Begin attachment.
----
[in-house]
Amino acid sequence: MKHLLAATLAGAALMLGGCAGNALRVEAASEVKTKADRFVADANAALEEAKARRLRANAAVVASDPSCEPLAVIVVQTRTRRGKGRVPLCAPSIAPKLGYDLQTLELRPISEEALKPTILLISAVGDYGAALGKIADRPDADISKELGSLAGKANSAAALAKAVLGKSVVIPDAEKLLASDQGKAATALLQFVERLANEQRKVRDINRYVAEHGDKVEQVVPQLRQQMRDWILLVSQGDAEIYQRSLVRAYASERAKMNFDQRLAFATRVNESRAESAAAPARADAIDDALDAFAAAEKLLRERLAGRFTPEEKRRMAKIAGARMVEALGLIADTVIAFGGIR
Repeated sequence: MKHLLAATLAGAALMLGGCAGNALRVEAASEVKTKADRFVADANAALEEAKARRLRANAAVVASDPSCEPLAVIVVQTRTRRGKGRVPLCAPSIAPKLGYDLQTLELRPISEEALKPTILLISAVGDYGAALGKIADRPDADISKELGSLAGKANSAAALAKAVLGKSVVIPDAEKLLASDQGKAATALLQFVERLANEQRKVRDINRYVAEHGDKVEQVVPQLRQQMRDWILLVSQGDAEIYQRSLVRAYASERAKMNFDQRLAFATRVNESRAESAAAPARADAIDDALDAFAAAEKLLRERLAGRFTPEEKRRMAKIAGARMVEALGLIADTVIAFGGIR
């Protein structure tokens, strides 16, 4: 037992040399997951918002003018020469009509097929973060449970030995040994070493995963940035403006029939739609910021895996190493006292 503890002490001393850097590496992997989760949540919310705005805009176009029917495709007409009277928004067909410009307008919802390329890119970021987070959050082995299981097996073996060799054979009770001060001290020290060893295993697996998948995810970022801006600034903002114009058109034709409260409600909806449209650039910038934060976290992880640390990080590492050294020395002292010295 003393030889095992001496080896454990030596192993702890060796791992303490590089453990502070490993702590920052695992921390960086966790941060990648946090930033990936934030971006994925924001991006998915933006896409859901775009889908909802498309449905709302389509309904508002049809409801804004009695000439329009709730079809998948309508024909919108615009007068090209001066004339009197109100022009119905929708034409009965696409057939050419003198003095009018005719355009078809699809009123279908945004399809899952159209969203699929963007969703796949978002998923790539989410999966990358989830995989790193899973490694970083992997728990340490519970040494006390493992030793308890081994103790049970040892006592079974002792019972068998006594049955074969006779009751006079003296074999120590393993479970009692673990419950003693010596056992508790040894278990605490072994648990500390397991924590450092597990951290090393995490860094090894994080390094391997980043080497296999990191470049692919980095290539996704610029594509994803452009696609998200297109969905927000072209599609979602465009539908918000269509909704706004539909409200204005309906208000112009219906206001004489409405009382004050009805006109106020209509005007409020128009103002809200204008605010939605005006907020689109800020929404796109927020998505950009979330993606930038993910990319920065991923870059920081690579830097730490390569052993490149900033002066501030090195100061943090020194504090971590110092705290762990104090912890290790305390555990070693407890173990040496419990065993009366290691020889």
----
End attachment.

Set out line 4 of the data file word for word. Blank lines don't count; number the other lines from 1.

């Protein structure tokens, strides 16, 4: 037992040399997951918002003018020469009509097929973060449970030995040994070493995963940035403006029939739609910021895996190493006292 503890002490001393850097590496992997989760949540919310705005805009176009029917495709007409009277928004067909410009307008919802390329890119970021987070959050082995299981097996073996060799054979009770001060001290020290060893295993697996998948995810970022801006600034903002114009058109034709409260409600909806449209650039910038934060976290992880640390990080590492050294020395002292010295 003393030889095992001496080896454990030596192993702890060796791992303490590089453990502070490993702590920052695992921390960086966790941060990648946090930033990936934030971006994925924001991006998915933006896409859901775009889908909802498309449905709302389509309904508002049809409801804004009695000439329009709730079809998948309508024909919108615009007068090209001066004339009197109100022009119905929708034409009965696409057939050419003198003095009018005719355009078809699809009123279908945004399809899952159209969203699929963007969703796949978002998923790539989410999966990358989830995989790193899973490694970083992997728990340490519970040494006390493992030793308890081994103790049970040892006592079974002792019972068998006594049955074969006779009751006079003296074999120590393993479970009692673990419950003693010596056992508790040894278990605490072994648990500390397991924590450092597990951290090393995490860094090894994080390094391997980043080497296999990191470049692919980095290539996704610029594509994803452009696609998200297109969905927000072209599609979602465009539908918000269509909704706004539909409200204005309906208000112009219906206001004489409405009382004050009805006109106020209509005007409020128009103002809200204008605010939605005006907020689109800020929404796109927020998505950009979330993606930038993910990319920065991923870059920081690579830097730490390569052993490149900033002066501030090195100061943090020194504090971590110092705290762990104090912890290790305390555990070693407890173990040496419990065993009366290691020889």